Consumer complaint trader misrepresented ‘special offer’, ’sale’ goods England and Wales
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What is a template consumer complaint that goods/services were misrepresented by a trader, and when do you need one?
Use this letter where you have bought something that was described as being ‘on sale’, or on ‘special offer’ and you have since discovered that it was not.
You can use our separate template covering complaints about goods or services that have been misrepresented in a different way, e.g. you thought you were buying something that came with particular accessories, or was suitable for a particular, advertised use, and it did/was not.
All retailers have to comply with the Consumer Protection from Unfair Trading Regulations 2008. These Regulations ban misleading sales practices, including:
Fake discounts: where goods are advertised as 'on offer' when they have genuinely never been discounted before; or where they’re ‘on offer’ for longer than they were sold at their full price; or where they increase in price when they’re on multi-buy offer
‘Bait advertising’: where the seller falsely lures a consumer with a great proposition, that is not in fact available – or can only be honoured in a few cases; often done with the intention that once the consumer is there, they can be persuaded to buy something else
Limited offers: falsely promoting a product as only for sale for a short period of time, or only on these particular terms for a short period of time (when this is not the case), to provoke a knee-jerk panic-buy by consumers, and deprive them of the chance to make more informed and comparative purchasing decisions
Fake ‘free’ deals: stating a product is available for free when charges other than delivery and/or the unavoidable costs of replying to the offer, are actually demanded.
Retailers that engage in any of these practices that cause you to hand over money or otherwise enter into a transaction that you would not otherwise have agreed to commit an offence under UK law.
If you fall victim to any of the above banned practices, you have the right to cancel a sales contract (to treat the sale as though it was never made) and get a full refund within 90 days of the sale, or 90 days of taking delivery of the goods/services, and after those 90 days are up, to get a discount and, in some cases, where you’ve suffered harm/incurred additional costs, to claim for damages as well.
The circumstances will be important – as will your evidence of the seller’s bad behaviour in breach of the regulations. You’ll need to be able to show that the seller’s above actions significantly motivated you to buy the item(s) being sold.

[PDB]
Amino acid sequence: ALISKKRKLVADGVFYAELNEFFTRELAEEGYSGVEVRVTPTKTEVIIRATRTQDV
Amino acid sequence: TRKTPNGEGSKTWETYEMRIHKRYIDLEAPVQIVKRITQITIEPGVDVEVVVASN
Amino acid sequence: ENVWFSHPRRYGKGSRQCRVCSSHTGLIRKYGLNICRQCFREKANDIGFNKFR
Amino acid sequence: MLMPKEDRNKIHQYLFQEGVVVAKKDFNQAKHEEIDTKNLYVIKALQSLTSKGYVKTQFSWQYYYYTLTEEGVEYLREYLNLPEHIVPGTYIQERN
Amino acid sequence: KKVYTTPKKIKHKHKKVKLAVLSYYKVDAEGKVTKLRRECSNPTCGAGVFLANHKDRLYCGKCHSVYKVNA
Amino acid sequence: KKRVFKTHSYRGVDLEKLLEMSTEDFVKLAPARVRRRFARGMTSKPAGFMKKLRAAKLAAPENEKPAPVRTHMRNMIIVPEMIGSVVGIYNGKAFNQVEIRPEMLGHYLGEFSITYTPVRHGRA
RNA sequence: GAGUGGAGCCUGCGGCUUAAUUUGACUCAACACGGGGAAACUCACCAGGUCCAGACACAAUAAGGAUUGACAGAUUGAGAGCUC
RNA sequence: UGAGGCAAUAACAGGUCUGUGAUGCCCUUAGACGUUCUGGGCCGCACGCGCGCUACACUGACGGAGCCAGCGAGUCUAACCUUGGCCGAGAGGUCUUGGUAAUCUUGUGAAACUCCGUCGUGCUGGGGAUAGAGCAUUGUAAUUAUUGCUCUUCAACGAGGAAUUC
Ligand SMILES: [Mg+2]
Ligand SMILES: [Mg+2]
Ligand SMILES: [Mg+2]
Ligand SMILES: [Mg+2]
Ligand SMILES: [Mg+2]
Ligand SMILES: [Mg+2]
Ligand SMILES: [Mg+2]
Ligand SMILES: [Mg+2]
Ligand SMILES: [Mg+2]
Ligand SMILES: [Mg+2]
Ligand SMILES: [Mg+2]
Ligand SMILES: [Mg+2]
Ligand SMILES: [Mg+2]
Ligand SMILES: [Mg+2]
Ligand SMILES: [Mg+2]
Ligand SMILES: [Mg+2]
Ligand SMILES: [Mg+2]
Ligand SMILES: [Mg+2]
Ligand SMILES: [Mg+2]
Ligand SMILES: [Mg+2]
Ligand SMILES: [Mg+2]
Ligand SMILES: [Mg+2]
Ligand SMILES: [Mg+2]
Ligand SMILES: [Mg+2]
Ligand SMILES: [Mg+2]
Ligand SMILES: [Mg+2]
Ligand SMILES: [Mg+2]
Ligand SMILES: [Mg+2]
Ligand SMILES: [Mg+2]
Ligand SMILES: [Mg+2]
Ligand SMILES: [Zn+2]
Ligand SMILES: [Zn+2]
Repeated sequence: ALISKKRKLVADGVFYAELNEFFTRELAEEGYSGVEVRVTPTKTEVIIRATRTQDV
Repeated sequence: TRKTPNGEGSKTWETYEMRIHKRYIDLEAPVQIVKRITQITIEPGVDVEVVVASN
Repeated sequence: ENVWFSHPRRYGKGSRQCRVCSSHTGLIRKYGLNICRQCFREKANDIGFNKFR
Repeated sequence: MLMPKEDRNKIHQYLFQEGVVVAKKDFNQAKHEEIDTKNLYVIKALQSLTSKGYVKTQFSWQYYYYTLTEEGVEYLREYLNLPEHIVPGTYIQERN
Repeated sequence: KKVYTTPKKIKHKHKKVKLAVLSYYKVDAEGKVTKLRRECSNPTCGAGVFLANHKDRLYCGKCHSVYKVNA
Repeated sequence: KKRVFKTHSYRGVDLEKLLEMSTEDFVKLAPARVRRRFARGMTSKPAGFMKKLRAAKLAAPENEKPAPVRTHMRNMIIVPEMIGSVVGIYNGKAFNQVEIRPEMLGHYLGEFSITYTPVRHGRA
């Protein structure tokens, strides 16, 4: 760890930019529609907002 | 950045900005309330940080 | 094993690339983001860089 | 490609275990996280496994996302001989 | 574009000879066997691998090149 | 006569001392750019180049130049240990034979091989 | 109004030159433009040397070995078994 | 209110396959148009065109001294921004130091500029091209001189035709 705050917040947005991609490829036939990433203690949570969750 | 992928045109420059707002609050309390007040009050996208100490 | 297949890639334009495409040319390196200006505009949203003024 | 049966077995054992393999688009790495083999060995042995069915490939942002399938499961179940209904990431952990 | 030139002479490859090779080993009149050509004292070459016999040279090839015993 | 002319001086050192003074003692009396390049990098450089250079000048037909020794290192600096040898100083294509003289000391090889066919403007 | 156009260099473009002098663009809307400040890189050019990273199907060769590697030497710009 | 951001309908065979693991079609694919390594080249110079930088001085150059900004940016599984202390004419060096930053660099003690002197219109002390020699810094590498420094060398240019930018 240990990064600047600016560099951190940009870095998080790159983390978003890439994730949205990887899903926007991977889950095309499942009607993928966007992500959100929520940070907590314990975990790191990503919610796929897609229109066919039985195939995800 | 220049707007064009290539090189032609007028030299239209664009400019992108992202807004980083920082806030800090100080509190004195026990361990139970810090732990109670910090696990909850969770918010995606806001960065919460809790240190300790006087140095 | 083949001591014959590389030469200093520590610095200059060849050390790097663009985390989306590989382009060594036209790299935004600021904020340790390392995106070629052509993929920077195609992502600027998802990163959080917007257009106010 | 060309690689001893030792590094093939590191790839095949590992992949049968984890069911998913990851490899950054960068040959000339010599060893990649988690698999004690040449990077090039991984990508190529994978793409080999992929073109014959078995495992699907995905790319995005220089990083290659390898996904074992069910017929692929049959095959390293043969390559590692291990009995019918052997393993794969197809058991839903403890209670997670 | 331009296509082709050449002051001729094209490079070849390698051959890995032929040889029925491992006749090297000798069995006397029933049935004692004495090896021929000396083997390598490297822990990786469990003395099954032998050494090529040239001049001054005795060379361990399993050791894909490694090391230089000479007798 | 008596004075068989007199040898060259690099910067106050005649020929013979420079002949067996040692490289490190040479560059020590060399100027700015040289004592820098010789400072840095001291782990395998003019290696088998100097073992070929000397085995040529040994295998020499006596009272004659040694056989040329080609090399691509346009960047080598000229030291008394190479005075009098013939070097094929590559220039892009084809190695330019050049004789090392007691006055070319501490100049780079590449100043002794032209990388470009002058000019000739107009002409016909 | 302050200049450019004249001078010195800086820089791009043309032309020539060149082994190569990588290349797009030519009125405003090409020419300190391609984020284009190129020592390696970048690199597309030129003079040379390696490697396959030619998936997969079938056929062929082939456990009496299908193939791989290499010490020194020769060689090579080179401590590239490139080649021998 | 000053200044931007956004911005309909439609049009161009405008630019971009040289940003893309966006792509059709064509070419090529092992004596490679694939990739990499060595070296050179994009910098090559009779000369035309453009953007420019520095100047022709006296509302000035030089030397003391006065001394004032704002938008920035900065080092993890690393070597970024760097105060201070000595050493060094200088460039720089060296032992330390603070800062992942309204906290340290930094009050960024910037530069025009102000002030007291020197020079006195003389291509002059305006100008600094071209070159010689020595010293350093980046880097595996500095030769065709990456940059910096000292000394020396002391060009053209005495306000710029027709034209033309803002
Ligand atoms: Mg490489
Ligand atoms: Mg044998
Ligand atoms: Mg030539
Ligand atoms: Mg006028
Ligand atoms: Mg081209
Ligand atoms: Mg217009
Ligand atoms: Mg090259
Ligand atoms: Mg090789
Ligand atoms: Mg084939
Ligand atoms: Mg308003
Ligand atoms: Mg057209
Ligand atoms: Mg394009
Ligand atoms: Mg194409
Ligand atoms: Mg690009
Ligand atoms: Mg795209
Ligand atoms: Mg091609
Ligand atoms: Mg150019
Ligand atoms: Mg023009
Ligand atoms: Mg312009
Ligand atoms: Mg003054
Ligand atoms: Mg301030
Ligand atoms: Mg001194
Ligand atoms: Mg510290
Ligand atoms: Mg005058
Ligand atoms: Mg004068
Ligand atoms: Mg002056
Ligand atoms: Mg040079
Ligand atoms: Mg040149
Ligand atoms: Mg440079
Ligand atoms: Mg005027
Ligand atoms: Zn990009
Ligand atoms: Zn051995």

Most businesses these days have a website on which they display their contact details and often, the terms and conditions under which they sell (even if they’re not selling online). Take a look at these as they may (and ideally should) contain information about how you can complain to them and the time frames and rights they give you.
Keep copies of all your correspondence and any attached documents, such as receipts, copies of guarantees/warranties that you have activated (if relevant), etc. Some businesses will have self-imposed, or legally imposed deadlines for responding to you and for resolving your complaint. If they refer to these deadlines in their documentation, make sure you reference them in this letter too.
There are a number of arguments that a seller can make in their defence to a claim you make on any of the above grounds. If they can show that what happened was a genuine mistake, error, accident or someone’s fault, or factors that occurred outside their reasonable control, they will likely be successful in resisting your claim.
But they will need to show that they acted reasonably and took all reasonable steps to prevent a situation such as yours arising.
Taking your complaint further
If you’re not satisfied with the response you get from the seller, then you can:
- find out if they have an ombudsman or other professional standards body to whom you can complain (sadly there isn’t really one for standard retailers); or
- you could consider complaining to Trading Standards; (Bear in mind, though, that your local trading standards department's role is to address the issue with the retailer, not to get your money back), or
- you could, depending on the supplier’s terms, suggest alternative dispute resolution/mediation.
- You might be able to rely on your card or payment provider for help, if you paid by a credit or debit card, you used a provider like Paypal, or your purchase was financed by a hire purchase company.
- Finally, you can consider a claim brought in the courts, though this can be costly and take some time to be heard.
Before taking any of those steps, it is highly advisable to see if you can get the seller to provide you with what’s often called a ‘letter of deadlock’, essentially, a letter confirming that the seller has not been able to resolve your complaint and you remain dissatisfied.
This is a key piece of evidence, in your favour, that supports you seeking assistance from the above solution providers, proving that you have reasonably tried to reach a resolution on your own and been unable to do so. If you can’t get one, it doesn’t mean that you can’t complain to any of these dispute solution providers, but having it will typically help to speed matters up.
Help now and later
If you’d like help with your complaint and/or considering your options, you can use our speak to an adviser service, where a qualified expert can talk you through your options, and help you to decide the right next steps for you. Our guide: how to bring a consumer complaint against a business, contains more background and instructions on the wider context of consumer complaints and what to expect.